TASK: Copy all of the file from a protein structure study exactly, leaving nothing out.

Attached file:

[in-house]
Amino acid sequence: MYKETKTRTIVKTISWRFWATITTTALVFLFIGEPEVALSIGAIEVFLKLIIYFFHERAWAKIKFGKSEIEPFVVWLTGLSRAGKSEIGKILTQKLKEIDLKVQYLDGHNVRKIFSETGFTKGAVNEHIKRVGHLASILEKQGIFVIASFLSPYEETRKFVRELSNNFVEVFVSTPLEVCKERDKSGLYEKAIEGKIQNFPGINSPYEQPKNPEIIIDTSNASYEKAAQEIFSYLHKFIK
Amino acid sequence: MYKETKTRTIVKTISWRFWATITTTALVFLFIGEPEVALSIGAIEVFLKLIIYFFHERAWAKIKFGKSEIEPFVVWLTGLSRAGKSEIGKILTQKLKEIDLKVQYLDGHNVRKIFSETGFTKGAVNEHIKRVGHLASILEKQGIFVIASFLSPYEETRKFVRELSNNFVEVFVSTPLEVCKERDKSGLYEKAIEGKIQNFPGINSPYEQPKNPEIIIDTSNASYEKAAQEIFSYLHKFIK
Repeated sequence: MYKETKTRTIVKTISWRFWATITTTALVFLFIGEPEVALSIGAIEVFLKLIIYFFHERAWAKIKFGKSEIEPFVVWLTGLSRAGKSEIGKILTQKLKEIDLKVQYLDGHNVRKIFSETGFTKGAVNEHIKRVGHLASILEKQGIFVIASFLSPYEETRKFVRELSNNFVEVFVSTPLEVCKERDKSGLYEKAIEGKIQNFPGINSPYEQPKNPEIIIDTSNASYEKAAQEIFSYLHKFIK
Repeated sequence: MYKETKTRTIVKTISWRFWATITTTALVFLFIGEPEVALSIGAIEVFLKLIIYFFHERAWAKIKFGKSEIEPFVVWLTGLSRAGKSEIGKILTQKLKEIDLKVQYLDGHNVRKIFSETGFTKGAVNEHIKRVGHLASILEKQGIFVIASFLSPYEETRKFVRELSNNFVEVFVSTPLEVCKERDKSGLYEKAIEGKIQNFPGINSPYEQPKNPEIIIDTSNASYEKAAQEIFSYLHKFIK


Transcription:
[in-house]
Amino acid sequence: MYKETKTRTIVKTISWRFWATITTTALVFLFIGEPEVALSIGAIEVFLKLIIYFFHERAWAKIKFGKSEIEPFVVWLTGLSRAGKSEIGKILTQKLKEIDLKVQYLDGHNVRKIFSETGFTKGAVNEHIKRVGHLASILEKQGIFVIASFLSPYEETRKFVRELSNNFVEVFVSTPLEVCKERDKSGLYEKAIEGKIQNFPGINSPYEQPKNPEIIIDTSNASYEKAAQEIFSYLHKFIK
Amino acid sequence: MYKETKTRTIVKTISWRFWATITTTALVFLFIGEPEVALSIGAIEVFLKLIIYFFHERAWAKIKFGKSEIEPFVVWLTGLSRAGKSEIGKILTQKLKEIDLKVQYLDGHNVRKIFSETGFTKGAVNEHIKRVGHLASILEKQGIFVIASFLSPYEETRKFVRELSNNFVEVFVSTPLEVCKERDKSGLYEKAIEGKIQNFPGINSPYEQPKNPEIIIDTSNASYEKAAQEIFSYLHKFIK
Repeated sequence: MYKETKTRTIVKTISWRFWATITTTALVFLFIGEPEVALSIGAIEVFLKLIIYFFHERAWAKIKFGKSEIEPFVVWLTGLSRAGKSEIGKILTQKLKEIDLKVQYLDGHNVRKIFSETGFTKGAVNEHIKRVGHLASILEKQGIFVIASFLSPYEETRKFVRELSNNFVEVFVSTPLEVCKERDKSGLYEKAIEGKIQNFPGINSPYEQPKNPEIIIDTSNASYEKAAQEIFSYLHKFIK
Repeated sequence: MYKETKTRTIVKTISWRFWATITTTALVFLFIGEPEVALSIGAIEVFLKLIIYFFHERAWAKIKFGKSEIEPFVVWLTGLSRAGKSEIGKILTQKLKEIDLKVQYLDGHNVRKIFSETGFTKGAVNEHIKRVGHLASILEKQGIFVIASFLSPYEETRKFVRELSNNFVEVFVSTPLEVCKERDKSGLYEKAIEGKIQNFPGINSPYEQPKNPEIIIDTSNASYEKAAQEIFSYLHKFIK